Wednesday, December 9, 2015
Pray and Act: Call for Climate Justice at COP21
According to the COP21 website , world leaders will work to complete “a new international agreement on the climate, applicable to all countries, with the aim of keeping global warming below 2°C” at the 21st Conference of Parties in Paris. COP21 could be a critical turning point for climate change policy and the future of the planet.
The problem is real, and action is urgently needed. It is time for the Government of Canada to exercise leadership. The United Church is sending three delegates to COP21. Send them with a strong message! Take Action
Sign the Prayers for Paris Petition offered by Citizens for Public Justice (CPJ), a partner of the United Church. Invite friends, family, and members of your faith community to sign too! Your message will be carried by people of faith going to Paris, who will communicate these concerns with Canadian government officials.
Reflect on creation care with a worship service on November 29 (the first Sunday of Advent and the eve of COP21), or any time before or during COP21. Prayers for Paris Worship Resources are on the CPJ site. Consider joining the Prayers for Paris Prayer Chain —individuals and congregations across Canada are invited to carry these prayers forward, one hour at a time, throughout the climate change talks.
March in Ottawa on November 29 in 100% Possible: Marching Together for Climate Solutions and Justice. This festive, family-friendly march will urge our government to take bolder action on climate change. Faith communities will gather at 12:30 pm for a brief prayer vigil—contact Karri Munn-Venn at CPJ for details. Bus transportation to Ottawa may be available; visit the 100% Possible March website for up-to-date information.
The problem is real. Earth’s average surface temperature has increased by roughly 0.85°C since the beginning of the industrial era, and carbon dioxide in the atmosphere has surpassed 400 parts per million. Climate change impacts are being felt around the world. The greatest burden is falling on people in the Far North and global South—who have contributed least to the problem.
The International Energy Agency (IEA) has warned that decisive actions to get greenhouse gas (GHG) emissions under control must be in place by 2017. Canada is one of the world’s most flagrant per capita emitters of greenhouse gases, emitting 14.7 tonnes per person per year, according to data from The World Bank . In 2009, the Government of Canada committed to reducing GHG emissions to 17 percent below 2005 levels by 2020; however, Environment Canada data indicates that we are less than halfway there.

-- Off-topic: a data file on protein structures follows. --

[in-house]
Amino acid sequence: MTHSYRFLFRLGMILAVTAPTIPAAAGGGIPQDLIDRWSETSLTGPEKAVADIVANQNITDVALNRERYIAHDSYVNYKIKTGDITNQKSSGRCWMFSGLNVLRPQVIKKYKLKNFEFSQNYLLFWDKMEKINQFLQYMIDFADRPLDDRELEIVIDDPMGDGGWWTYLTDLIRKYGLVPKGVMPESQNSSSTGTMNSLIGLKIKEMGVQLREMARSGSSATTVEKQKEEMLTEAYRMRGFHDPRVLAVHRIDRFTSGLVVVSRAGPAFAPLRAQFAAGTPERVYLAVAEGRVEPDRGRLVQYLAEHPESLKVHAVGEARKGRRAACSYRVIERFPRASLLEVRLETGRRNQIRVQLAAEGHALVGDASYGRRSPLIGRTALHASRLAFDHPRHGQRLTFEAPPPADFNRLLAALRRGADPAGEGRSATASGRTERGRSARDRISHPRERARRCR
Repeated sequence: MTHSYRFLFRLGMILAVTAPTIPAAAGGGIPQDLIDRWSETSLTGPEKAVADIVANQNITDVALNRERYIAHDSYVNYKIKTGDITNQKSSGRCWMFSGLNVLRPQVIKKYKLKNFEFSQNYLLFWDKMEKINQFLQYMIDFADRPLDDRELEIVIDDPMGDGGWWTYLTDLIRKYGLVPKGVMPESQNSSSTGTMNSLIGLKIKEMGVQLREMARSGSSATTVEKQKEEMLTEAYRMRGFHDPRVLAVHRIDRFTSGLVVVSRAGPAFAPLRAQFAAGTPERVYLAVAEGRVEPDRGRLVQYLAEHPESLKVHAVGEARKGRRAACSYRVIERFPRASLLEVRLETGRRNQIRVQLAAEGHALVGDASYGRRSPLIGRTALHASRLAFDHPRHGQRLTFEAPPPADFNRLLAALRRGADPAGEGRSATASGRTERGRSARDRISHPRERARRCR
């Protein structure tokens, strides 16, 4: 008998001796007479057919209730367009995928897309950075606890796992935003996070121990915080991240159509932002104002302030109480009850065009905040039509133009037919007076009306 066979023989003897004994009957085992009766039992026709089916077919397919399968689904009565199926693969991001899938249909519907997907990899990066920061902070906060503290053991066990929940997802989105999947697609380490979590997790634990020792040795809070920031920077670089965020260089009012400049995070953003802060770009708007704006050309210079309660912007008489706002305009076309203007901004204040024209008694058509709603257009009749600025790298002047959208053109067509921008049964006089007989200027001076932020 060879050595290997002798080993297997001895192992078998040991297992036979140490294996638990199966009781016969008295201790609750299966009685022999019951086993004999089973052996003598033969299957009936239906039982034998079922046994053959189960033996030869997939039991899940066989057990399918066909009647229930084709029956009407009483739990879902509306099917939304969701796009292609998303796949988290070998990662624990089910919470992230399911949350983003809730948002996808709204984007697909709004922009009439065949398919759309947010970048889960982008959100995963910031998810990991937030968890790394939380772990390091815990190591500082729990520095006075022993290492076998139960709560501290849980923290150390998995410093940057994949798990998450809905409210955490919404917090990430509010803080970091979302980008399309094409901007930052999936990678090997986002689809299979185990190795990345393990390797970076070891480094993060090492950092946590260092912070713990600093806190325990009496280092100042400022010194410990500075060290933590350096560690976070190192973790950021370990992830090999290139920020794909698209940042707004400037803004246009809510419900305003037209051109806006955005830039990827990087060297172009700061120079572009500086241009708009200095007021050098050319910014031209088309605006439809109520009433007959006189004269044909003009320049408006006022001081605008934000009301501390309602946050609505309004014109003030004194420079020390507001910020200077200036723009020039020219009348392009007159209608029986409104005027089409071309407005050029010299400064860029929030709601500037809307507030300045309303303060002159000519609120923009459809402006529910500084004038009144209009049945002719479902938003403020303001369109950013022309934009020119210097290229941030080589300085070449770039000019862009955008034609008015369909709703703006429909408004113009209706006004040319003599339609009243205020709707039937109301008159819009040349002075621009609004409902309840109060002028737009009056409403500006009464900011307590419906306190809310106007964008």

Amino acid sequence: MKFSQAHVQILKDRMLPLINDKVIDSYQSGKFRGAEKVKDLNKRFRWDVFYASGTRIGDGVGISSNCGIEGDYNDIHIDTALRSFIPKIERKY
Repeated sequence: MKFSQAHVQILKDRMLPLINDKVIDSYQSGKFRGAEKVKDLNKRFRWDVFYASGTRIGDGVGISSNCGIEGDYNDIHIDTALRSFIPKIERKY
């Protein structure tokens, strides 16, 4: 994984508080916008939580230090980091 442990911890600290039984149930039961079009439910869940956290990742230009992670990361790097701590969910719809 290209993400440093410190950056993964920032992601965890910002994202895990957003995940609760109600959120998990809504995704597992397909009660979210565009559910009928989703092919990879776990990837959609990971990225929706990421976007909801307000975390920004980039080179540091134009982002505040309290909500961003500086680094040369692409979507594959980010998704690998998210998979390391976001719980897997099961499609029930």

At the upcoming climate change talks in Paris, Canada has the potential to do its fair share to keep global warming below dangerous levels. Global leadership is needed to mark a pathway to a renewable energy future now and to ensure that those most vulnerable to the effects of climate change do not bear its brunt. Change is possible: internationally, measures to address climate change and transition to green energy have proven to be consistent with a strong economy, quality jobs, and good health. In Canada, emissions reduction plans in several provinces have proven effective.
In September, the Canadian Council of Churches issued On Promoting Climate Justice and Ending Poverty in Canada, a call for action by the Government of Canada to end poverty and fight climate change. The Moderator of The United Church, along with leaders of 27 other Christian denominations and faith communities, endorsed the statement. In the lead-up to COP21, the United Church has called upon the Canadian government to commit to a legally binding target to cut our domestic carbon pollution by at least one-third within the next 10 years and to scale up public finance to enable an annual contribution of $4 billion in international climate finance by 2020.
Most recently, Catholic cardinals, patriarchs, and bishops from national or regional bishops’ conferences appealed for an agreement that would “strongly limit” global temperature increase and set a goal for complete decarbonization by mid-century, and would “ensure inclusion and participation of the poorest, most vulnerable and [most] impacted at all levels of the decision-making process.” This call is based on Pope Francis’s landmark May 2015 encyclical, Laudato Si’ , which demands urgent action to save the planet from environmental ruin.
The United Church stated in 2000 that “Human societies must learn to live in a much more ecologically integrated manner within the Earth community drawing on energy sources in ways that do not damage ecosystems or compromise the capacity of the Earth to meet the needs of current or future generations.” At successive General Councils in 2009 and 2012, the United Church recognized that climate change threatens the world as we know it, and called the church as an institution, as well as its leaders, bodies, and congregants, to assume their respective responsibilities to take more urgent and intentional action to bring about a shift within the church and within Canada. In 2015, General Council voted to encourage The United Church of Canada Foundation and the Executive of the General Council to take active steps to sell their holdings in the 200 largest fossil fuel companies, and to take active steps to use assets made available by divesting from fossil fuel companies to invest in green renewable energy cooperatives.
Source: United Church of Canada